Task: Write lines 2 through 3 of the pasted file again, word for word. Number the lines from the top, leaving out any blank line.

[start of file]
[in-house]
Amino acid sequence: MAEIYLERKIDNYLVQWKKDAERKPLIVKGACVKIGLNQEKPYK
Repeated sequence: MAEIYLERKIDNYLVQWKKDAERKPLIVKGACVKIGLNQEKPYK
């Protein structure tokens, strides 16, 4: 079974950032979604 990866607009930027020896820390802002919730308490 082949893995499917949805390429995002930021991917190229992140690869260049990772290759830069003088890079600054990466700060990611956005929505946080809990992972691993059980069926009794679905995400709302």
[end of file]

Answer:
Amino acid sequence: MAEIYLERKIDNYLVQWKKDAERKPLIVKGACVKIGLNQEKPYK
Repeated sequence: MAEIYLERKIDNYLVQWKKDAERKPLIVKGACVKIGLNQEKPYK